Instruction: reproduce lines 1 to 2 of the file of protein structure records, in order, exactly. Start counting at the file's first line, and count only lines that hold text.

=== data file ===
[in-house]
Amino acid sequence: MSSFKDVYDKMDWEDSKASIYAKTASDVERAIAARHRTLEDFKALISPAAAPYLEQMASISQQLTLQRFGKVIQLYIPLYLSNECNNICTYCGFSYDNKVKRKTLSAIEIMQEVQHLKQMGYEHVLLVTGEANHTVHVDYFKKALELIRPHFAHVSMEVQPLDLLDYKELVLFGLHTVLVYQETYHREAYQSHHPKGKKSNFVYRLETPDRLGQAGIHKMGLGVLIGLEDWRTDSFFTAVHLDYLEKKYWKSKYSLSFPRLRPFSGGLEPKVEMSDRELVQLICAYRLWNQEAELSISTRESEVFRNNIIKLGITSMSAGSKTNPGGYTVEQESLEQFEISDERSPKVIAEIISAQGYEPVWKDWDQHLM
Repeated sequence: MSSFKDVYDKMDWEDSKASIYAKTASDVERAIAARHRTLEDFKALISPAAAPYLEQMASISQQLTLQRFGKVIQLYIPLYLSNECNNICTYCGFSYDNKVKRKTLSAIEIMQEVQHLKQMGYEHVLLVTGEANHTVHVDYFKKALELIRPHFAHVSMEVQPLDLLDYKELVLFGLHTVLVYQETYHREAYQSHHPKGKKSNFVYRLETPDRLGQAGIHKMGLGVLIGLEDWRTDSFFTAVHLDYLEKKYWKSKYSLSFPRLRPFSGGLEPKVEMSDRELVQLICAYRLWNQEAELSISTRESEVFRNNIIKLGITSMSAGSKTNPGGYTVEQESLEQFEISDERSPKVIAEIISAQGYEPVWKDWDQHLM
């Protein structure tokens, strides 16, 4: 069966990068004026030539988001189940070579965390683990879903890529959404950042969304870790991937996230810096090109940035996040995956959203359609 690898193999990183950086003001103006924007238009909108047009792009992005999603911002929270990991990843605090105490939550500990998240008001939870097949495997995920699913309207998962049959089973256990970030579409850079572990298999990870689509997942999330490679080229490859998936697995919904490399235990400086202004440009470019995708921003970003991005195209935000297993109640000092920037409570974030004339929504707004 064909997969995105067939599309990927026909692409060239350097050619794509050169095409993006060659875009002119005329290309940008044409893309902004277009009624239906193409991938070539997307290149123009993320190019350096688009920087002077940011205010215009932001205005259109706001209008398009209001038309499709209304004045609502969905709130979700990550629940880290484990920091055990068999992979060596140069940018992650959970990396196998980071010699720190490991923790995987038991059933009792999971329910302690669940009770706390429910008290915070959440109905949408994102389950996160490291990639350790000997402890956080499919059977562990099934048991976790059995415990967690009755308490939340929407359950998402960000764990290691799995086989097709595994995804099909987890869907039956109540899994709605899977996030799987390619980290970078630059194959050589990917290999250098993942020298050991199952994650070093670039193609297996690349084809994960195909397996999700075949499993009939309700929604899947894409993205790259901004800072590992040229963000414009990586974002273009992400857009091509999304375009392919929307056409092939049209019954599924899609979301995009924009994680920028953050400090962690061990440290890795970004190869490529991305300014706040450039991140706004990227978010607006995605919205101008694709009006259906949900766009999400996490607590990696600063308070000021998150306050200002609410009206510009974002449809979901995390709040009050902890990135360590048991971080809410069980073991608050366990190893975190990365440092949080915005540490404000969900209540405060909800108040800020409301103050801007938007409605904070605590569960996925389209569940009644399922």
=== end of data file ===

[in-house]
Amino acid sequence: MSSFKDVYDKMDWEDSKASIYAKTASDVERAIAARHRTLEDFKALISPAAAPYLEQMASISQQLTLQRFGKVIQLYIPLYLSNECNNICTYCGFSYDNKVKRKTLSAIEIMQEVQHLKQMGYEHVLLVTGEANHTVHVDYFKKALELIRPHFAHVSMEVQPLDLLDYKELVLFGLHTVLVYQETYHREAYQSHHPKGKKSNFVYRLETPDRLGQAGIHKMGLGVLIGLEDWRTDSFFTAVHLDYLEKKYWKSKYSLSFPRLRPFSGGLEPKVEMSDRELVQLICAYRLWNQEAELSISTRESEVFRNNIIKLGITSMSAGSKTNPGGYTVEQESLEQFEISDERSPKVIAEIISAQGYEPVWKDWDQHLM